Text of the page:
In moderating the discussion, co-author Evan Montgomery said CSBA’s study looked at the relevant best cases where innovation paid off like the Air Land Battle developed by the Air Force and Army and the Navy and Marine Corps Maritime Strategy both developed after the 1973 Arab-Israeli War. The study also looked at the services’ and Pentagon’s current efforts at innovation like the Navy’s Project Overmatch and DoD’s Joint All-Domain Command and Control [JADC2]. Lastly, the report sought out the linkages between the services’ individual drives and the overall joint effort.
Mahnken cautioned against drawing too many analogies from Air Land Battle and Maritime Strategy to counter today’s threats from Beijing and Moscow.
“We shouldn’t underestimate all that went into making [the strategies’ successful.” A major difference is that there was only a single adversary, the Soviet Union, and where the war would likely happen in Central Europe.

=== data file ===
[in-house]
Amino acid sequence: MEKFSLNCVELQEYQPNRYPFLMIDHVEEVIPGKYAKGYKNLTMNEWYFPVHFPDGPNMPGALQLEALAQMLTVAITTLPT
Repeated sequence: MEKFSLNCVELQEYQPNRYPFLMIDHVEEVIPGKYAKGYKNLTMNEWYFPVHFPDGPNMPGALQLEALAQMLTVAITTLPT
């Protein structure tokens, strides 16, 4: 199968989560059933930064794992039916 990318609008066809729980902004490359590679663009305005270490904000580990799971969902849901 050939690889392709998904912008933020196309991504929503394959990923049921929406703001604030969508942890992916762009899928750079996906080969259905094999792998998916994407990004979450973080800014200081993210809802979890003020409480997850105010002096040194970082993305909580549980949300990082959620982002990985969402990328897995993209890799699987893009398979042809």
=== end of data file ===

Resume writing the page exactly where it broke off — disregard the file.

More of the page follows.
At the same, while there’s an opportunity to learn from Ukraine, there are the “pitfalls in studying other people’s war” with preconceived notions. Today, Mahnken said the pitfall danger is in dismissing the Kremlin’s military efforts by saying “the Russians aren’t very good” and also downplaying Kyiv’s own strengths by saying “we’re supporting them so much.”
Looking at China’s increasingly aggressive moves against Taiwan, Montgomery noted the pressure the services and Pentagon may feel “to produce a product” quickly to be ready in case an invasion is launched in 2025, 2027 or some other near-term date.
“The seriousness of the current situation can only help innovation,” said Mahnken, but the question remains as to what goes into that.
Looking at the department’s push on its two largest efforts at innovation, the Joint Warfighting Concept and JADC2, Hacker said, both are “ambiguous and lack clarity” that the public including Congress or even another service can understand. Complicating matters further, “many of the documents around these two remain classified.”